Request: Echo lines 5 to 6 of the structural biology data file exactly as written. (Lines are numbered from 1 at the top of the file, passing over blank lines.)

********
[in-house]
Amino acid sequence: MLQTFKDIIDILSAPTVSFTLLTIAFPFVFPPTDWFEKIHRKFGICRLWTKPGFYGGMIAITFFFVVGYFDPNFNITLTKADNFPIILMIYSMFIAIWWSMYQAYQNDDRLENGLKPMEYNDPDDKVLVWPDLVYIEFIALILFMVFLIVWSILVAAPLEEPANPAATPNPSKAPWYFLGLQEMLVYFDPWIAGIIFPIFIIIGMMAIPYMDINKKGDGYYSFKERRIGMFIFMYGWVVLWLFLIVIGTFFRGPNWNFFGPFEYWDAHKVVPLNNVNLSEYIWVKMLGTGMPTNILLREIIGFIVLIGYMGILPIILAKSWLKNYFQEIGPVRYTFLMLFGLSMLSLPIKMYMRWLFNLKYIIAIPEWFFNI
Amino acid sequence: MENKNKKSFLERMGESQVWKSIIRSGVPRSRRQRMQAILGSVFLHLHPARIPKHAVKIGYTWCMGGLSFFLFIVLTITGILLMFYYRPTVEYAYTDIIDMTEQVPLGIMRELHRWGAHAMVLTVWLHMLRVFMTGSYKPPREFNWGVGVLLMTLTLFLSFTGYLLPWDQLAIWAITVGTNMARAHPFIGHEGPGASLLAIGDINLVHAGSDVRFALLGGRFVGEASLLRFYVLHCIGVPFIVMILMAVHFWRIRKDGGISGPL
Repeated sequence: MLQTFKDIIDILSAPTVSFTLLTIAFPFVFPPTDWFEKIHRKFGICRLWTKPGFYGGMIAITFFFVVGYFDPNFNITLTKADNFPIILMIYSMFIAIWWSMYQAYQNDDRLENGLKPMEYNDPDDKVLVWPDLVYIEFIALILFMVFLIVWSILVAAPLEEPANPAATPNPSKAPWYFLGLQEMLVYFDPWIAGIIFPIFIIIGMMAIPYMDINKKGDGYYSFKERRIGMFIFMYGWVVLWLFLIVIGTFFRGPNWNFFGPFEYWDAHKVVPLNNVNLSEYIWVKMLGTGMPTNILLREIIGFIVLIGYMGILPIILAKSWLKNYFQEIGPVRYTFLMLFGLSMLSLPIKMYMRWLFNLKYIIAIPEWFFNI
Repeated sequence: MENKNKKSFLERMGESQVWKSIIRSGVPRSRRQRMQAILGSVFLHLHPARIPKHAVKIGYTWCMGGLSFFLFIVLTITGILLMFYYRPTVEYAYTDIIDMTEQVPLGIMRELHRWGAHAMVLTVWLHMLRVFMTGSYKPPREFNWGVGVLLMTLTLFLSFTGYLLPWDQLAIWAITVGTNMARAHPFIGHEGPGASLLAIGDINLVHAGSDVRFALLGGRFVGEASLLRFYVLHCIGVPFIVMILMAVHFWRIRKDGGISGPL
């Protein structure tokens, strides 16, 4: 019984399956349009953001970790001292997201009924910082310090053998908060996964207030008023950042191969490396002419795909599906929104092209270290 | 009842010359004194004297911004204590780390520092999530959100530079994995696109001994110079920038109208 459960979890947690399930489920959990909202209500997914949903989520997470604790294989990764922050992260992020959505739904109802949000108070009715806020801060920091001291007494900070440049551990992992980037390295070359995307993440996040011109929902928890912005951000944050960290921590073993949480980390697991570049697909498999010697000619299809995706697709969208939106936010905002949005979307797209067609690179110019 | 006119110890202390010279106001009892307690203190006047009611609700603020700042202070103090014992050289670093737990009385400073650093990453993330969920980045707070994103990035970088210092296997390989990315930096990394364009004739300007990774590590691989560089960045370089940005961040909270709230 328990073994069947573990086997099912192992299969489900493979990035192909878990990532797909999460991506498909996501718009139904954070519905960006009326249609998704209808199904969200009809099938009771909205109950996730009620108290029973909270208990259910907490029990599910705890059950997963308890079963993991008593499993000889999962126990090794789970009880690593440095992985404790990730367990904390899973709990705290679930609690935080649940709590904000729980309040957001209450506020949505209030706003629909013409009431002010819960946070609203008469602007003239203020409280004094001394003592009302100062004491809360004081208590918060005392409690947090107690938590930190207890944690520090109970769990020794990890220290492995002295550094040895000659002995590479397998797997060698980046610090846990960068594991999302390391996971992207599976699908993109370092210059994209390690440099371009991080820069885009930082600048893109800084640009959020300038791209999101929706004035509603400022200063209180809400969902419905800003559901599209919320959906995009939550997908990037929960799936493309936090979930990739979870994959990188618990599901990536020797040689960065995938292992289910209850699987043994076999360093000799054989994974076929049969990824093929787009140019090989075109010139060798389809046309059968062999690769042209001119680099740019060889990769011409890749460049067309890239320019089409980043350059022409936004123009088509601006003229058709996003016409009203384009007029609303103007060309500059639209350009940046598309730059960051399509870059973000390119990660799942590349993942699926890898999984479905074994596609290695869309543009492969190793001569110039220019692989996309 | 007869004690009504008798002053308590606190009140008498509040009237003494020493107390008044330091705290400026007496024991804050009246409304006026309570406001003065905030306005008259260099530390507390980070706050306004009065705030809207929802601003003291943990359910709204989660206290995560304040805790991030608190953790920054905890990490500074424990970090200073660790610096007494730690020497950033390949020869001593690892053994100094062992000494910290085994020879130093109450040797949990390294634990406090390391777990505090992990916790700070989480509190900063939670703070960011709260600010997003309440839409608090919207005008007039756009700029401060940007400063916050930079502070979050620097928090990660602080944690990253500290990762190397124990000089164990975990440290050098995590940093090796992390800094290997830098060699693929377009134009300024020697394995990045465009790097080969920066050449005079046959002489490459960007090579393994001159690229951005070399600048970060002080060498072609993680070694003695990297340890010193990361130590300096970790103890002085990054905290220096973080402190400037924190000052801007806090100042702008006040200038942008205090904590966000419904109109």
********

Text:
Repeated sequence: MENKNKKSFLERMGESQVWKSIIRSGVPRSRRQRMQAILGSVFLHLHPARIPKHAVKIGYTWCMGGLSFFLFIVLTITGILLMFYYRPTVEYAYTDIIDMTEQVPLGIMRELHRWGAHAMVLTVWLHMLRVFMTGSYKPPREFNWGVGVLLMTLTLFLSFTGYLLPWDQLAIWAITVGTNMARAHPFIGHEGPGASLLAIGDINLVHAGSDVRFALLGGRFVGEASLLRFYVLHCIGVPFIVMILMAVHFWRIRKDGGISGPL
């Protein structure tokens, strides 16, 4: 019984399956349009953001970790001292997201009924910082310090053998908060996964207030008023950042191969490396002419795909599906929104092209270290 | 009842010359004194004297911004204590780390520092999530959100530079994995696109001994110079920038109208 459960979890947690399930489920959990909202209500997914949903989520997470604790294989990764922050992260992020959505739904109802949000108070009715806020801060920091001291007494900070440049551990992992980037390295070359995307993440996040011109929902928890912005951000944050960290921590073993949480980390697991570049697909498999010697000619299809995706697709969208939106936010905002949005979307797209067609690179110019 | 006119110890202390010279106001009892307690203190006047009611609700603020700042202070103090014992050289670093737990009385400073650093990453993330969920980045707070994103990035970088210092296997390989990315930096990394364009004739300007990774590590691989560089960045370089940005961040909270709230 328990073994069947573990086997099912192992299969489900493979990035192909878990990532797909999460991506498909996501718009139904954070519905960006009326249609998704209808199904969200009809099938009771909205109950996730009620108290029973909270208990259910907490029990599910705890059950997963308890079963993991008593499993000889999962126990090794789970009880690593440095992985404790990730367990904390899973709990705290679930609690935080649940709590904000729980309040957001209450506020949505209030706003629909013409009431002010819960946070609203008469602007003239203020409280004094001394003592009302100062004491809360004081208590918060005392409690947090107690938590930190207890944690520090109970769990020794990890220290492995002295550094040895000659002995590479397998797997060698980046610090846990960068594991999302390391996971992207599976699908993109370092210059994209390690440099371009991080820069885009930082600048893109800084640009959020300038791209999101929706004035509603400022200063209180809400969902419905800003559901599209919320959906995009939550997908990037929960799936493309936090979930990739979870994959990188618990599901990536020797040689960065995938292992289910209850699987043994076999360093000799054989994974076929049969990824093929787009140019090989075109010139060798389809046309059968062999690769042209001119680099740019060889990769011409890749460049067309890239320019089409980043350059022409936004123009088509601006003229058709996003016409009203384009007029609303103007060309500059639209350009940046598309730059960051399509870059973000390119990660799942590349993942699926890898999984479905074994596609290695869309543009492969190793001569110039220019692989996309 | 007869004690009504008798002053308590606190009140008498509040009237003494020493107390008044330091705290400026007496024991804050009246409304006026309570406001003065905030306005008259260099530390507390980070706050306004009065705030809207929802601003003291943990359910709204989660206290995560304040805790991030608190953790920054905890990490500074424990970090200073660790610096007494730690020497950033390949020869001593690892053994100094062992000494910290085994020879130093109450040797949990390294634990406090390391777990505090992990916790700070989480509190900063939670703070960011709260600010997003309440839409608090919207005008007039756009700029401060940007400063916050930079502070979050620097928090990660602080944690990253500290990762190397124990000089164990975990440290050098995590940093090796992390800094290997830098060699693929377009134009300024020697394995990045465009790097080969920066050449005079046959002489490459960007090579393994001159690229951005070399600048970060002080060498072609993680070694003695990297340890010193990361130590300096970790103890002085990054905290220096973080402190400037924190000052801007806090100042702008006040200038942008205090904590966000419904109109």